Trademark filing offers name for Galaxy Note 4 with wrap-around display


We just got done looking at some (possibly suspect) images of the Galaxy Note 4, but putting aside what we think of their legitimacy for a moment, there was one clear omission from those pics: no wrap-around, over-the-edge display. Based on the rumors we heard last week, there could be a good reason for that, though, and such a model might be a very limited-edition version of the Note 4 sold only in select markets, while most of us would get a much more traditional Note 4 design. Even if that’s the case, how would the phablet be sold? A new trademark application may just offer us an answer, as it reveals the name “Galaxy Note Edge.”

In an application filed just last week, Samsung signals its interest in trademarking the name Galaxy Note Edge for the purposes of describing a mobile phone. Given what we’ve already heard about the company’s work towards displays that bend around a phone’s edges, and how those rumors have specifically dealt with plans for a new Note device, it doesn’t take a huge leap of faith to believe that this might be the name that applies to the product that will ultimately bring that tech to market.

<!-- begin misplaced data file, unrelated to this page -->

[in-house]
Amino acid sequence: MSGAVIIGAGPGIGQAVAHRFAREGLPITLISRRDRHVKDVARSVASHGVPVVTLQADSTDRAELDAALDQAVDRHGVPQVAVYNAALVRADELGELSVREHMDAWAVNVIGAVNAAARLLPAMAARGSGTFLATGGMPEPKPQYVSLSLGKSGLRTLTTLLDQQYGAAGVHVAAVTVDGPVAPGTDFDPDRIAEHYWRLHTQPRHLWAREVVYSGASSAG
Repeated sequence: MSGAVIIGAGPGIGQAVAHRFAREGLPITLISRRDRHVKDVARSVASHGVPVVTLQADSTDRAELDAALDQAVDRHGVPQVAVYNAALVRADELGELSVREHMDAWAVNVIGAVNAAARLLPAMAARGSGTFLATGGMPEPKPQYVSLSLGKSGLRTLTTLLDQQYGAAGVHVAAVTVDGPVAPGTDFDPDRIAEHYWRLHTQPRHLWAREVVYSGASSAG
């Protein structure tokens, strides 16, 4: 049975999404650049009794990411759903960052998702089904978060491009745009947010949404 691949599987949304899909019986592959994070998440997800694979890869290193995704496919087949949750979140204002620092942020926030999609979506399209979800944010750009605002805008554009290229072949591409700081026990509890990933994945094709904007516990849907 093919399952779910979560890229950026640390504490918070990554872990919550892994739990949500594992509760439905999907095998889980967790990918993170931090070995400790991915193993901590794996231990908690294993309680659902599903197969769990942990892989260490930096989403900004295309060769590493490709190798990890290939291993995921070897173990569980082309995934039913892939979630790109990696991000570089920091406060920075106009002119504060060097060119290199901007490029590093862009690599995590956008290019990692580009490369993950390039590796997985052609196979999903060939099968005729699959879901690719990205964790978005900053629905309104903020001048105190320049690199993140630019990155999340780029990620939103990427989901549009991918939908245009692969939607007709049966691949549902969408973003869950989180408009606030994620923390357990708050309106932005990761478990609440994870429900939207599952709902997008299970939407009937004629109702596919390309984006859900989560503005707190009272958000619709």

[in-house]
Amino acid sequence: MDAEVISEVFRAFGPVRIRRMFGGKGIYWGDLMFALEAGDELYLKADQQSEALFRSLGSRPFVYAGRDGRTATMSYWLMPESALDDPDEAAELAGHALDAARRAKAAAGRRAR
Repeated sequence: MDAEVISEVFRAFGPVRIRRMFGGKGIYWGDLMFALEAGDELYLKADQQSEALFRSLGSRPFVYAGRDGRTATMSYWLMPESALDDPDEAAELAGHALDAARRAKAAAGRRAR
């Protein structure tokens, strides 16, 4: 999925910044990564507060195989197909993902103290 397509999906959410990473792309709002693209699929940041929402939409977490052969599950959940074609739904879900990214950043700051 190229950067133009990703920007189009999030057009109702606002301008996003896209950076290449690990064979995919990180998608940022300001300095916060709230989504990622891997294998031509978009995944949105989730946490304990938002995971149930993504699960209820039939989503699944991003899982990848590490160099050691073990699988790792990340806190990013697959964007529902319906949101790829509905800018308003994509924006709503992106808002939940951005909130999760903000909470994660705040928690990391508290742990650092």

Granted, this doesn’t put us much closer to fully understanding what hardware Samsung’s cooking up here – we’ve seen those old prototypes, sure, but have little idea what the finished design could look like – nor when it might be released. The Note 4 proper may well launch at IFA, but that’s no guarantee that the Note Edge will, as well. Still, this trademark filing is probably the best hard evidence in favor of these plans we’ve come across yet, so we’ll take what we can get.

Source: USPTO
Via: phoneArena

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About The Author
Stephen Schenck

Stephen has been writing about electronics since 2008, which only serves to frustrate him that he waited so long to combine his love of gadgets and his degree in writing. In his spare time, he collects console and arcade game hardware, is a motorcycle enthusiast, and enjoys trapping blue crabs. Stephen’s first mobile device was a 624 MHz Dell Axim X30, which he’s convinced is still a viable platform. Stephen longs for a market where phones are sold independently of service, and bandwidth is cheap and plentiful; he’s not holding his breath. In the meantime, he devours smartphone news and tries to sort out the juicy bits

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